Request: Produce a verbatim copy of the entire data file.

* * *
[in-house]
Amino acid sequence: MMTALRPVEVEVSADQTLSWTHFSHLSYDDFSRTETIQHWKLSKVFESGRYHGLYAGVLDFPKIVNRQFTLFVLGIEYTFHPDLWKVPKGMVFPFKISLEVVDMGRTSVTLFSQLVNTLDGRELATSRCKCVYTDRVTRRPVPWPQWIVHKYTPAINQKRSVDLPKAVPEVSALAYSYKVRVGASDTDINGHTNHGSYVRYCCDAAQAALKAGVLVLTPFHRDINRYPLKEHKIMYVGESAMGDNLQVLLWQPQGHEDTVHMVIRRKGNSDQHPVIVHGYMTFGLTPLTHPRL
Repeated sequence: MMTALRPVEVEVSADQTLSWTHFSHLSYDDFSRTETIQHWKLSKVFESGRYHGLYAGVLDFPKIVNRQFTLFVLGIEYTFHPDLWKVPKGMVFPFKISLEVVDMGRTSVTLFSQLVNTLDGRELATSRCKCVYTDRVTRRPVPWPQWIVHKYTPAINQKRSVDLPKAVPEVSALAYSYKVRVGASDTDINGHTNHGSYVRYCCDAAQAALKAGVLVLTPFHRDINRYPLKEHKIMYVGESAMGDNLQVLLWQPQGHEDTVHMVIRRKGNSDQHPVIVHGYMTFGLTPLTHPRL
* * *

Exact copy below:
[in-house]
Amino acid sequence: MMTALRPVEVEVSADQTLSWTHFSHLSYDDFSRTETIQHWKLSKVFESGRYHGLYAGVLDFPKIVNRQFTLFVLGIEYTFHPDLWKVPKGMVFPFKISLEVVDMGRTSVTLFSQLVNTLDGRELATSRCKCVYTDRVTRRPVPWPQWIVHKYTPAINQKRSVDLPKAVPEVSALAYSYKVRVGASDTDINGHTNHGSYVRYCCDAAQAALKAGVLVLTPFHRDINRYPLKEHKIMYVGESAMGDNLQVLLWQPQGHEDTVHMVIRRKGNSDQHPVIVHGYMTFGLTPLTHPRL
Repeated sequence: MMTALRPVEVEVSADQTLSWTHFSHLSYDDFSRTETIQHWKLSKVFESGRYHGLYAGVLDFPKIVNRQFTLFVLGIEYTFHPDLWKVPKGMVFPFKISLEVVDMGRTSVTLFSQLVNTLDGRELATSRCKCVYTDRVTRRPVPWPQWIVHKYTPAINQKRSVDLPKAVPEVSALAYSYKVRVGASDTDINGHTNHGSYVRYCCDAAQAALKAGVLVLTPFHRDINRYPLKEHKIMYVGESAMGDNLQVLLWQPQGHEDTVHMVIRRKGNSDQHPVIVHGYMTFGLTPLTHPRL